Employee Engagement Gains Are Tenuous

By Rebecca R. Hastings, SPHR Aug 20, 2010
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An “engaged” employee knows what to do and wants to do it, according to Sibson Consulting, an HR consultancy that has conducted a Rewards of Work Study since 1997, to explore what attracts, motivates and retains the U.S. workforce.

By this definition, just over half of employees (52 percent) were engaged in 2009 compared to less than half (47 percent) in 2006, according to responses from the nearly 2,000 U.S. workers who were included in Sibson’s 2009 study, released Aug. 12, 2010.

By contrast, more than a quarter of respondents (27 percent) were “disengaged” in 2009 (meaning they don’t know what to do and don’t want to do it), a figure that is unchanged from 2006. Similarly, the percentage of respondents defined by Sibson as “enthusiasts” (those that want to do the work but don’t know what to do) remained unchanged at 4 percent.

Yet the number of “renegades” (those who know what to do but do not want to do it) had declined from 22 percent in 2006 to 17 percent in 2009.

“Employers face a dual challenge,” the report noted, “to help enthusiasts understand the organization’s vision and to motivate renegades to increase their commitment to the organization.”

Different Research, Different Results

A survey of 62,000 employees collected in the first quarter of 2010 by Quantum Workplace, an employer ratings agency, revealed that the overall engagement index calculated by the company had increased to 87.7, up from the previous two years. The survey captured employee perceptions of senior leadership, team effectiveness, fair compensation and manager effectiveness.

“This is the first sign we’ve seen that the impact of the recession on employee engagement may be easing,” said Gregory Harris, president of Quantum Workplace, in a statement issued April 22, 2010.

But this doesn’t mean that employers can relax.

According to a July 29, 2010, announcement by the HR consultancy Hewitt Associates, almost half (46 percent) of 900 organizations around the world that conduct annual engagement studies saw a significant drop in employee engagement levels at the end of the June 2010 quarter—the largest decline Hewitt has observed since it began conducting employee engagement research in 1995.

This highlights the growing tension between employees and employers struggling to stabilize their financial situation. Employees are showing fatigue in response to a lengthy period of stress, uncertainty and confusion brought about by the recession and their company's actions, Hewitt noted.

However, nearly a third (30 percent) of respondents saw an improvement in engagement levels.

Another study, though, found that more than one in four employees (27 percent) said their job satisfaction—a different, yet notable measure—had worsened in the second quarter of 2010 compared to the second quarter of 2009, according to the Glassdoor.com Employment Confidence Survey of 2,418 U.S. adults conducted on its behalf by Harris Interactive.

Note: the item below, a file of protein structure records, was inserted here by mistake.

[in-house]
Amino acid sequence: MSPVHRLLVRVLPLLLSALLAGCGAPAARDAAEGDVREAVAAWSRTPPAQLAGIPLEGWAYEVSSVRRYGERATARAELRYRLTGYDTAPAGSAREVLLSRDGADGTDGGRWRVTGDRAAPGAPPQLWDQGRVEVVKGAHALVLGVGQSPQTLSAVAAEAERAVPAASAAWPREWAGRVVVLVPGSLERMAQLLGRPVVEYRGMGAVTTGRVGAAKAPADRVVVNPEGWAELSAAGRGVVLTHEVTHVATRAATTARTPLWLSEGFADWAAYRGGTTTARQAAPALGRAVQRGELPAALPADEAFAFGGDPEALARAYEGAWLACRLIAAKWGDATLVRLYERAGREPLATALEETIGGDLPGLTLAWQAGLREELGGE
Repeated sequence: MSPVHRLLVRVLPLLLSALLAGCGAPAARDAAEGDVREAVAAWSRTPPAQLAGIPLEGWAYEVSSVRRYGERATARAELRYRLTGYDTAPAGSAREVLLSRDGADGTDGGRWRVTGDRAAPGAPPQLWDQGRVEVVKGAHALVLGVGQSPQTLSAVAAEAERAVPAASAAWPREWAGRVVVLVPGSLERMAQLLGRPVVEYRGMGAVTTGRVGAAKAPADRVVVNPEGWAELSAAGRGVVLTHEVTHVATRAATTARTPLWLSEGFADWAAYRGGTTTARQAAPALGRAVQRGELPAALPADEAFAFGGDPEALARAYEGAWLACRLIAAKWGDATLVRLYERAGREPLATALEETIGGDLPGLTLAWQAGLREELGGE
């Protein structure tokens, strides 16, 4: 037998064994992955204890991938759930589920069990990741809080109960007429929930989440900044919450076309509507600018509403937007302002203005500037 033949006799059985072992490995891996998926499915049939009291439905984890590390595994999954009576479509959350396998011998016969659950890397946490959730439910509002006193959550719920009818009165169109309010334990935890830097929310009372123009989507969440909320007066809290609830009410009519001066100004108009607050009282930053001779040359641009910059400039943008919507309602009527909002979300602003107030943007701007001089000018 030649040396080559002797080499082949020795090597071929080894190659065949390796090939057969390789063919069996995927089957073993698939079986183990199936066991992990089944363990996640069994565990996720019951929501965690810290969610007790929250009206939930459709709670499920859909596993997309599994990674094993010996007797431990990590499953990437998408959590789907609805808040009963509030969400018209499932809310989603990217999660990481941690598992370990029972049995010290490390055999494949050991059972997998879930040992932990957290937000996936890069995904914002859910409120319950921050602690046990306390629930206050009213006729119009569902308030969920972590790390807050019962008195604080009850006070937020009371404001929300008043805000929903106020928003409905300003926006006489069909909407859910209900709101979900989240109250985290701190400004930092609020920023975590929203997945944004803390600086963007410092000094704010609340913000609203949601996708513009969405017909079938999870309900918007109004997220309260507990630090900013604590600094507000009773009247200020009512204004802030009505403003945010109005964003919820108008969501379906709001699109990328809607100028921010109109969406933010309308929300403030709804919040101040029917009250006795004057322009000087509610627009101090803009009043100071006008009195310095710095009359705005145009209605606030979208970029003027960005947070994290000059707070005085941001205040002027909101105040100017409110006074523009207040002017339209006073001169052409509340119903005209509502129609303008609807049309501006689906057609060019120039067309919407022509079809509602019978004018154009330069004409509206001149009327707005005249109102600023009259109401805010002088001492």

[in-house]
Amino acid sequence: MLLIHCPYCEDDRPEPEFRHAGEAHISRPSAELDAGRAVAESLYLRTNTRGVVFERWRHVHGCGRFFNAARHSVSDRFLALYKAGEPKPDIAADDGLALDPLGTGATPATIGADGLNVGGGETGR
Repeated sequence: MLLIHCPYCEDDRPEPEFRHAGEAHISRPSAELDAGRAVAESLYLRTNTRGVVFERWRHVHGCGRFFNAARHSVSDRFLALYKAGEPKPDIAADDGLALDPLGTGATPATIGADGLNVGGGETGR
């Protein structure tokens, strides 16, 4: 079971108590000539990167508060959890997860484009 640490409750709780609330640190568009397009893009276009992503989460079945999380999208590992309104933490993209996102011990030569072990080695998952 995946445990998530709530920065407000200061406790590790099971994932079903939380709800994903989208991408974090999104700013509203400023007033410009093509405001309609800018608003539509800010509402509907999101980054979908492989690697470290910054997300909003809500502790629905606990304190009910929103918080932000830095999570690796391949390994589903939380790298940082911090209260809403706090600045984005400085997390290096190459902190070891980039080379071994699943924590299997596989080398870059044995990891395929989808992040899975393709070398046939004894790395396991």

Glassdoor.com is an online community where employees, job seekers, employers and recruiters can see unedited opinions about a company's work environment.

Employer Action Needed

Though research and results vary, spokespeople from various consultancies agree that employers must take action to rebuild employee loyalty and enthusiasm.

“Many are still recovering from the effects and turmoil felt and witnessed at companies and in the job market over the past two years,” said Rusty Rueff, Glassdoor.com career and workplace expert, in a recent statement. “How employers behave and communicate now will certainly influence future satisfaction and impact retention as the economy recovers.”

“The companies we study who have the highest levels of engagement aren’t taking anything for granted right now,” Quantum’s Harris said. “They’re continuing to invest in their employees, and our data indicates they’ll be in a better position to make their way out of this recession than companies with disengaged workforces. These companies are winning because they’ve built an engaging culture.”

“Employers need to provide strong leadership in strengthening employee engagement,” said David Insler, senior vice president at Sibson Consulting, and one of the authors of the Rewards of Work Study, in a statement. “They can do this through clear leadership direction, improved communications, support and feedback to employees, setting a high performance bar and rewarding top performers accordingly.”

"The economic situation over the past two years has clearly strained the connection between employers and employees, and the stress continues to increase," said Ted Marusarz, leader of global engagement and culture at Hewitt. "Organizations are struggling to improve employee engagement, but they need to stay focused. The extra effort companies put forth now will make a difference in how successful they are at boosting employee morale and retaining top talent as the economy stabilizes and employee opportunities open up."

Rebecca R. Hastings, SPHR, is online editor/manager for SHRM.

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